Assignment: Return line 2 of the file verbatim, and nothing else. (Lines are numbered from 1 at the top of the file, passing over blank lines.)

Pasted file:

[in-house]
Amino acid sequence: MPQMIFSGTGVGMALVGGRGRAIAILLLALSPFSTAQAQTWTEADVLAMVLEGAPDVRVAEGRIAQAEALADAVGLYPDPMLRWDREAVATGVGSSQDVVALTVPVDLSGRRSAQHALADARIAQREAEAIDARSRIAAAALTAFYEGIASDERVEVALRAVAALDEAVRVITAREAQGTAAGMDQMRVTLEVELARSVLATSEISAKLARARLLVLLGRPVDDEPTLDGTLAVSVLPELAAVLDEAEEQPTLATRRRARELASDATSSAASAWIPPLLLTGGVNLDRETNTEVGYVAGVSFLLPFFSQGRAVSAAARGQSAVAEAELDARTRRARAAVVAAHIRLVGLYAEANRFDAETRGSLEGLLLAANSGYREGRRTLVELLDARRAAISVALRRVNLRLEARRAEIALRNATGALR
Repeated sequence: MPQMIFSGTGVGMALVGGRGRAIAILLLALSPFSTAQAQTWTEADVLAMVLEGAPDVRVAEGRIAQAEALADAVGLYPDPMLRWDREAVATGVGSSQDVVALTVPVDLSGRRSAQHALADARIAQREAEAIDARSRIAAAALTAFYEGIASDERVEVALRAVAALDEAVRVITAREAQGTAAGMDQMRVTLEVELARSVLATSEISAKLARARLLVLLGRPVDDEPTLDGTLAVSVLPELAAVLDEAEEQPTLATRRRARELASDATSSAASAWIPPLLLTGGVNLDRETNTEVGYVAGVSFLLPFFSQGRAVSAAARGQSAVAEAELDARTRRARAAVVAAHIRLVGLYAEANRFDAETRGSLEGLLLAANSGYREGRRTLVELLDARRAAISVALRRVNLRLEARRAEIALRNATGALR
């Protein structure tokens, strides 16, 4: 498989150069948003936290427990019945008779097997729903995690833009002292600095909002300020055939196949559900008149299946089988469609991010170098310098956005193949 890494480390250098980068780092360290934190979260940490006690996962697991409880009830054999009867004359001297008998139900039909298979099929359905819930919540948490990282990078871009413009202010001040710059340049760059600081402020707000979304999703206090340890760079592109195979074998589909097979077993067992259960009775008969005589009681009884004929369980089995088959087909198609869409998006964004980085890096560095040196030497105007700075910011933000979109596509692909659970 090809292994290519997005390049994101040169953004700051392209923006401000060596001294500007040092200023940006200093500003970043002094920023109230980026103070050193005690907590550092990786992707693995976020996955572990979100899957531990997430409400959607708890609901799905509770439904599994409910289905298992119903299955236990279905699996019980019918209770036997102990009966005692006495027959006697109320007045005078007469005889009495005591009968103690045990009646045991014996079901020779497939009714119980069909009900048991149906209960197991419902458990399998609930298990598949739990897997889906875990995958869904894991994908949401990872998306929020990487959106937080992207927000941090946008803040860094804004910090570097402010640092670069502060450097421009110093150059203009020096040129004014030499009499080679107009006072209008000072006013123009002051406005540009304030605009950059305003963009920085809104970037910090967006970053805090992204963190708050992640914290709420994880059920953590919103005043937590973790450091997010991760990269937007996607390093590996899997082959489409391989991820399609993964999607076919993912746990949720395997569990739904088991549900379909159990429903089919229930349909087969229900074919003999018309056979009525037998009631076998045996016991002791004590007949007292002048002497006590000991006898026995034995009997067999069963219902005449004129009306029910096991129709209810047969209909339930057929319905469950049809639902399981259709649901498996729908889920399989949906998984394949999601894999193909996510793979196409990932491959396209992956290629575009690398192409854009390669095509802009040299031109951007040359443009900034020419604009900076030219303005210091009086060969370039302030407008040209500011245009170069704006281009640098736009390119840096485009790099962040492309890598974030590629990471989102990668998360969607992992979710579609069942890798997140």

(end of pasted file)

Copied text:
Amino acid sequence: MPQMIFSGTGVGMALVGGRGRAIAILLLALSPFSTAQAQTWTEADVLAMVLEGAPDVRVAEGRIAQAEALADAVGLYPDPMLRWDREAVATGVGSSQDVVALTVPVDLSGRRSAQHALADARIAQREAEAIDARSRIAAAALTAFYEGIASDERVEVALRAVAALDEAVRVITAREAQGTAAGMDQMRVTLEVELARSVLATSEISAKLARARLLVLLGRPVDDEPTLDGTLAVSVLPELAAVLDEAEEQPTLATRRRARELASDATSSAASAWIPPLLLTGGVNLDRETNTEVGYVAGVSFLLPFFSQGRAVSAAARGQSAVAEAELDARTRRARAAVVAAHIRLVGLYAEANRFDAETRGSLEGLLLAANSGYREGRRTLVELLDARRAAISVALRRVNLRLEARRAEIALRNATGALR